September 11 and the emotions it generated —fear,anger,a desire for revenge—also fuelled the success of several entertainment franchises. The hit counterterrorism show 24,its co-creator Joel Surnow told the New Yorker was “ripped out of the zeitgeist of what people’s fears are—their paranoia that we’re going to be attacked.” The series frequently used torture as a way of gathering intelligence; it depicted the fight against terrorism much as members of the Bush administration did: as a struggle for American survival that required all means necessary.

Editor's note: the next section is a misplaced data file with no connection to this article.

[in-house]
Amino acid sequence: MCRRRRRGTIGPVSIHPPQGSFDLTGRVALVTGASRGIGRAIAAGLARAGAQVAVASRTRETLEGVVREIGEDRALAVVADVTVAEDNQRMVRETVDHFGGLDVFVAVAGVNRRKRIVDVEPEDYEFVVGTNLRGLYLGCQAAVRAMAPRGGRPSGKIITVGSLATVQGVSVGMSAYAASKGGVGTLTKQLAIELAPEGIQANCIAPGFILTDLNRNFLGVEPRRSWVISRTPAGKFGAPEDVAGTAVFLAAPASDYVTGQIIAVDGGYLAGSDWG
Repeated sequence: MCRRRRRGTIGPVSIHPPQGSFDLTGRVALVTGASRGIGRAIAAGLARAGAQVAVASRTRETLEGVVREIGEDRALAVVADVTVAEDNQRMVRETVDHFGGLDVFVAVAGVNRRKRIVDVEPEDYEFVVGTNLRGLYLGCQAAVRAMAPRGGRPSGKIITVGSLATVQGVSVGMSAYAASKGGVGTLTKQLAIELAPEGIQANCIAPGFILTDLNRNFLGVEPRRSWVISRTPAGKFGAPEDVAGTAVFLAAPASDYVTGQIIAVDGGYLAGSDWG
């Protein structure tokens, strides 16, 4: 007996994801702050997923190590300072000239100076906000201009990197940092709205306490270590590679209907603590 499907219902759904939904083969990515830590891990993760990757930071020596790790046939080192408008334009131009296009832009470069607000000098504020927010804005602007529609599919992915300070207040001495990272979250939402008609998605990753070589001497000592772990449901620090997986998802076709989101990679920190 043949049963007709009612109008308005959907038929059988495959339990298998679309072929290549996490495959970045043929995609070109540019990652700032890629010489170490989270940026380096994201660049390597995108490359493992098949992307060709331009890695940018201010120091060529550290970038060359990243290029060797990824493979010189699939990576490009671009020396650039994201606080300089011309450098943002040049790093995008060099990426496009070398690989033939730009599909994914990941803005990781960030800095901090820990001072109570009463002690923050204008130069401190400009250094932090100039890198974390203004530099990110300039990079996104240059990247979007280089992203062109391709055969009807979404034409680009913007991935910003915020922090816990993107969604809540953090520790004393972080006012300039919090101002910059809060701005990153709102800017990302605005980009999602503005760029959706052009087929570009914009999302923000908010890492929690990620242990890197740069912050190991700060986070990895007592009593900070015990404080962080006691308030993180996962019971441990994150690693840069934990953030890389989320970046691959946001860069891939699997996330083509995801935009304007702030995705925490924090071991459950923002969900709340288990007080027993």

Fantasy epics—pitting good versus evil in stark Manichaean terms—dominated the box office in the last decade: among the top-grossing films were Avatar,two installments of The Lord of the Rings,three installments of Harry Potter and The Dark Knight. Superheroes like Spider-Man and Iron Man ruled,and so did vampires. Steven Spielberg said his 2005 remake of War of the Worlds reflected post-9/11 anxiety. Time’s Richard Corliss described the Joker in The Dark Knight as “the terrorist as improv artist.” And bloggers compared Voldemort and his Death Eaters in Harry Potter to Osama bin Laden and al-Qaeda. It’s too easy,however,to see every recent pop culture phenomenon as a metaphor for combating terrorism. Voldemort sprang from J. K. Rowling’s imagination well before 9/11. The Tolkien novels,like Batman,Spider-Man and many of their superhero brethren,predate 9/11 by decades.